A bill legalizing mobile sports betting in North Carolina continues to move swiftly through the legislature following several months of inaction.
North Carolina senators will vote on SB 688 Thursday, which would take NC sports betting beyond two tribal casinos in the state. First introduced in April, the bill sat inactive until passing the Senate Finance Committee Aug. 4. The bill passed the Senate’s second reading Wednesday, 26-21.
Should the bill pass the Senate and House and be signed into law, it would take effect Jan. 1, 2022. Gov. Roy Cooper publicly supported the legislation in an interview with WRAL.
Steady flow for NC sports betting
Since that Aug. 4 committee, SB 688 has moved through multiple committees with plenty of discussion, but fairly minimal changes.
“[This bill has] been through various committees and talked to death at this point,” bill sponsor Sen. Jim Perry told the Senate Rules and Operations Committee on Aug. 17. “We’ve had a lot of discussion in committees and I understand some folks will vote for it, some folks will not and that’s OK.”
Perry, the Senate majority whip, previously told LSR the bill has a “reasonable opportunity to pass.”
Legalizing mobile sports betting in North Carolina
Perry and co-sponsor Sen. Paul Lowe introduced the bill with the intention of legalizing and taxing an activity already occurring in North Carolina.
The bill legalizes mobile NC sports betting and authorizes 10 to 12 licenses for operators. SB 688 also establishes a $500,000 initial five-year license fee, with an 8% tax on sports betting revenue.
The bill also allows for sports facilities with a capacity of more than 17,000 to establish specific areas for betting. That includes venues for the:
- NBA’s Charlotte Hornets
- NFL’s Carolina Panthers
- NHL’s Carolina Hurricanes
It also includes facilities that host professional golf tournaments with a history of more than 50,000 spectators.
Former NBA players Muggsy Bogues and Dell Curry lobbied NC legislators earlier this year. Likewise, Hurricanes President and General Manager Don Waddell supports the bill.
Few amendments so far
Perry previously said he expected changes to the bill. At one point, he even told WRAL he viewed the bill as a placeholder.
But through multiple committees, the most substantial amendment was to alter the effective date to reflect the months of inactivity. Rather than Oct. 1, 2021, the bill now carries the Jan. 1, 2022 effective date.
On Wednesday, senators approved an amendment to send $1 million of sports betting revenue annually to the Department of Health and Human Services for gambling addiction education and treatment programs.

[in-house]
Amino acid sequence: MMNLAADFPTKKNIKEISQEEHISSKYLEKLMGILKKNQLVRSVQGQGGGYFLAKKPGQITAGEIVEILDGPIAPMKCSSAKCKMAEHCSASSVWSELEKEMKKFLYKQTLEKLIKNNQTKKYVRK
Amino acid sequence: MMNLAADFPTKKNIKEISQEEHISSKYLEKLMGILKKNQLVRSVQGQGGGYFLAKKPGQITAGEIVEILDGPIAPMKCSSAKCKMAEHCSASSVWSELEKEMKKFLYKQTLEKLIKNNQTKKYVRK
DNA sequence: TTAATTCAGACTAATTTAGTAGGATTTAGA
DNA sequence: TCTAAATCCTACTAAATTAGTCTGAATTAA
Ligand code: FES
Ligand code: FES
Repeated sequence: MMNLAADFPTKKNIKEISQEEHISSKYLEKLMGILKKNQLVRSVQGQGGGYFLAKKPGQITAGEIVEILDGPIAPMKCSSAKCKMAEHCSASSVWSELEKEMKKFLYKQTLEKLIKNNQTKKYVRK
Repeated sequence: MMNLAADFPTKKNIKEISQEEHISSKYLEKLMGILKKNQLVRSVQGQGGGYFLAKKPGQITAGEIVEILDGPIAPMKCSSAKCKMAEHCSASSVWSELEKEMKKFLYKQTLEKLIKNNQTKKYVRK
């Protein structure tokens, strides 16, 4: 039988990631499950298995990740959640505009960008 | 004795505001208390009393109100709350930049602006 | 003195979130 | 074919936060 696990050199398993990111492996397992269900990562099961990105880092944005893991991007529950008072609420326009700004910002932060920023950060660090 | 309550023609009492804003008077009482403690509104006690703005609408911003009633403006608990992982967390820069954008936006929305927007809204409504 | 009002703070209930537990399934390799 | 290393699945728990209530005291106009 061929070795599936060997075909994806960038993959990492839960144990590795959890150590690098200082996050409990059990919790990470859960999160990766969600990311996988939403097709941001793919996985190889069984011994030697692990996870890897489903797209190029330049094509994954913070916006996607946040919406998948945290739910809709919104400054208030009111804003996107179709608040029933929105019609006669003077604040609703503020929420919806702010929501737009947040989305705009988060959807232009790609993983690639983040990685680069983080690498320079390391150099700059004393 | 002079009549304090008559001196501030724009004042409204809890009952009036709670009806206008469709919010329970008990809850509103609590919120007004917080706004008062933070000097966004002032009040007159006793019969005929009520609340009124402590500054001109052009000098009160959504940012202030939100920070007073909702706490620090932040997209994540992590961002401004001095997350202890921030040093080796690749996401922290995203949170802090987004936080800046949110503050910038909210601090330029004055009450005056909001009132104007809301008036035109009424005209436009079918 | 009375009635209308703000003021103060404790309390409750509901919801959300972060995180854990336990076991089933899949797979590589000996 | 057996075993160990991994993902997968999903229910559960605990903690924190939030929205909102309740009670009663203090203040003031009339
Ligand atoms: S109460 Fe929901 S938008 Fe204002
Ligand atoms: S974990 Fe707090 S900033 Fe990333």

Commerce questions on NC sports betting
During the Aug. 9 Senate Commerce Committee, Sen. Jim Burgin asked why the bill does not facilitate sports betting through the North Carolina Education Lottery. In response, Perry said he prefers private industry conduct commerce in the state.
Perry also told the committee he expects the state to generate between $25 million and $50 million annually once the market is mature. Even with that projection, Sen. Chuck Edwards fears the state is leaving money on the table and letting other dollars leave the state.
Sen. Kirk deViere said he believes sports betting can help North Carolina retain and attract sports teams.
“We want to be a business friendly environment,” Perry added. “I can’t believe they’d find it favorable if they’re handicapped against their opponents. I’m not going to tell you making it legal or not making it legal will kill the sports industry in the state. It does make sense they could be handicapped if we don’t provide them this tool.”
Plenty of outspoken opposition in North Carolina
While the bill has cleared the committees with relative ease, there are staunch opponents speaking out against it. Those opponents stretch beyond the 21 senators who voted against the bill Wednesday.
Mark Chreech, executive director of the Christian Action League of North Carolina, and John Rustin, president of the North Carolina Family Policy Council, were present opponents at the committee meetings.
Chreech said sports betting is a “collaborative racket” and does not pay for the societal harm it creates. Building on that, Rustin asked the Senate Judiciary Committee how they would respond if a bill leads to a rise in domestic violence, child abuse, divorce, job loss and suicide.
“Unfortunately, this will be the result of the bill before you,” Rustin concluded.
Sports betting expansion in North Carolina
North Carolina sports betting already takes place at two Harrah’s-branded casinos owned by the Eastern Band of Cherokee Indians. Legislation to allow the tribe to operate retail sports betting passed in 2019, but the sportsbooks did not open until March 2021.
“We have it in the western part of the state at the casinos,” Perry told LSR earlier this month. “We also have it taking place in every community, so the question isn’t are we bringing sports betting to North Carolina? It’s, are we going to put some reasonable regulation and structure to what’s going on today?”
There is support for the expansion in North Carolina, as an East Carolina University poll found 64% of residents approve of the legalization of NC sports betting.